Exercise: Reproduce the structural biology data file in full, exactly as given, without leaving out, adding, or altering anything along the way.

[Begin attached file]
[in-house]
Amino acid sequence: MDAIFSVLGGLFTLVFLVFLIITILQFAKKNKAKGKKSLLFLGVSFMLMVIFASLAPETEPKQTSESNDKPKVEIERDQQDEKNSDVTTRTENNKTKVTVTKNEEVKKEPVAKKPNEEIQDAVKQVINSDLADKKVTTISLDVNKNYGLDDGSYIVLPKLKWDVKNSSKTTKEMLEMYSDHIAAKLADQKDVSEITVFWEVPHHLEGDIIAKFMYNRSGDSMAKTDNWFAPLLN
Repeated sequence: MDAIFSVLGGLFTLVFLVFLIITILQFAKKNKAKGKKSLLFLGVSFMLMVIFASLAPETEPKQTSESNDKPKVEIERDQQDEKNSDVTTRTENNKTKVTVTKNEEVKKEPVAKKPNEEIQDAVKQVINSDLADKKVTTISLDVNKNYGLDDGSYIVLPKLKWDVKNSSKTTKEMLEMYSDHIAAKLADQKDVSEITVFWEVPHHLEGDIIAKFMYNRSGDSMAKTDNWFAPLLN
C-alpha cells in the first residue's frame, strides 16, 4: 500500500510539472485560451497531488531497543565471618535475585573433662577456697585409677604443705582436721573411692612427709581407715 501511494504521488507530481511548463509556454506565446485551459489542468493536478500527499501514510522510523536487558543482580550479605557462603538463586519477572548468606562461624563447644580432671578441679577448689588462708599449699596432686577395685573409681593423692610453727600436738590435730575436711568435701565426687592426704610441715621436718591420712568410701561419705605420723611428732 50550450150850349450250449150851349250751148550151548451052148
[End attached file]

[in-house]
Amino acid sequence: MDAIFSVLGGLFTLVFLVFLIITILQFAKKNKAKGKKSLLFLGVSFMLMVIFASLAPETEPKQTSESNDKPKVEIERDQQDEKNSDVTTRTENNKTKVTVTKNEEVKKEPVAKKPNEEIQDAVKQVINSDLADKKVTTISLDVNKNYGLDDGSYIVLPKLKWDVKNSSKTTKEMLEMYSDHIAAKLADQKDVSEITVFWEVPHHLEGDIIAKFMYNRSGDSMAKTDNWFAPLLN
Repeated sequence: MDAIFSVLGGLFTLVFLVFLIITILQFAKKNKAKGKKSLLFLGVSFMLMVIFASLAPETEPKQTSESNDKPKVEIERDQQDEKNSDVTTRTENNKTKVTVTKNEEVKKEPVAKKPNEEIQDAVKQVINSDLADKKVTTISLDVNKNYGLDDGSYIVLPKLKWDVKNSSKTTKEMLEMYSDHIAAKLADQKDVSEITVFWEVPHHLEGDIIAKFMYNRSGDSMAKTDNWFAPLLN
C-alpha cells in the first residue's frame, strides 16, 4: 500500500510539472485560451497531488531497543565471618535475585573433662577456697585409677604443705582436721573411692612427709581407715 501511494504521488507530481511548463509556454506565446485551459489542468493536478500527499501514510522510523536487558543482580550479605557462603538463586519477572548468606562461624563447644580432671578441679577448689588462708599449699596432686577395685573409681593423692610453727600436738590435730575436711568435701565426687592426704610441715621436718591420712568410701561419705605420723611428732 50550450150850349450250449150851349250751148550151548451052148